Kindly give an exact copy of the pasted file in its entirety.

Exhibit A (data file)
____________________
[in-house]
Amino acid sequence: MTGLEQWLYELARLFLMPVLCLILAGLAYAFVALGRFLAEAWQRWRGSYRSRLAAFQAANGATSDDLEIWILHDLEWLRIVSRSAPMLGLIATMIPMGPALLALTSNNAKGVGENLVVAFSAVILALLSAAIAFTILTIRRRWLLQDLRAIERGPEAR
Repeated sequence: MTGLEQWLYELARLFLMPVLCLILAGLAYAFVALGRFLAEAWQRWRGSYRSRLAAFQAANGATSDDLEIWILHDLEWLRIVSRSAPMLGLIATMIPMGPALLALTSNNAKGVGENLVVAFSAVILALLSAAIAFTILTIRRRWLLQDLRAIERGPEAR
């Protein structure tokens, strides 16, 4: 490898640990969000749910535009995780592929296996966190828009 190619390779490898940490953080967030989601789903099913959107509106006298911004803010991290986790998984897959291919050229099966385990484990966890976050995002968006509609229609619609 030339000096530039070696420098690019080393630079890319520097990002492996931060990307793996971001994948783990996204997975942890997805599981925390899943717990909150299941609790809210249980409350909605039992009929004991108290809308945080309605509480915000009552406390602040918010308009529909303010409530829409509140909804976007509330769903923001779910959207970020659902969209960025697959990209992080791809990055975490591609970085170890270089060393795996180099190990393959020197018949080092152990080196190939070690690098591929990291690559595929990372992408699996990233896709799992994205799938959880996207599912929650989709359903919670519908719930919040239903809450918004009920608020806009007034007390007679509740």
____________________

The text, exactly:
[in-house]
Amino acid sequence: MTGLEQWLYELARLFLMPVLCLILAGLAYAFVALGRFLAEAWQRWRGSYRSRLAAFQAANGATSDDLEIWILHDLEWLRIVSRSAPMLGLIATMIPMGPALLALTSNNAKGVGENLVVAFSAVILALLSAAIAFTILTIRRRWLLQDLRAIERGPEAR
Repeated sequence: MTGLEQWLYELARLFLMPVLCLILAGLAYAFVALGRFLAEAWQRWRGSYRSRLAAFQAANGATSDDLEIWILHDLEWLRIVSRSAPMLGLIATMIPMGPALLALTSNNAKGVGENLVVAFSAVILALLSAAIAFTILTIRRRWLLQDLRAIERGPEAR
């Protein structure tokens, strides 16, 4: 490898640990969000749910535009995780592929296996966190828009 190619390779490898940490953080967030989601789903099913959107509106006298911004803010991290986790998984897959291919050229099966385990484990966890976050995002968006509609229609619609 030339000096530039070696420098690019080393630079890319520097990002492996931060990307793996971001994948783990996204997975942890997805599981925390899943717990909150299941609790809210249980409350909605039992009929004991108290809308945080309605509480915000009552406390602040918010308009529909303010409530829409509140909804976007509330769903923001779910959207970020659902969209960025697959990209992080791809990055975490591609970085170890270089060393795996180099190990393959020197018949080092152990080196190939070690690098591929990291690559595929990372992408699996990233896709799992994205799938959880996207599912929650989709359903919670519908719930919040239903809450918004009920608020806009007034007390007679509740």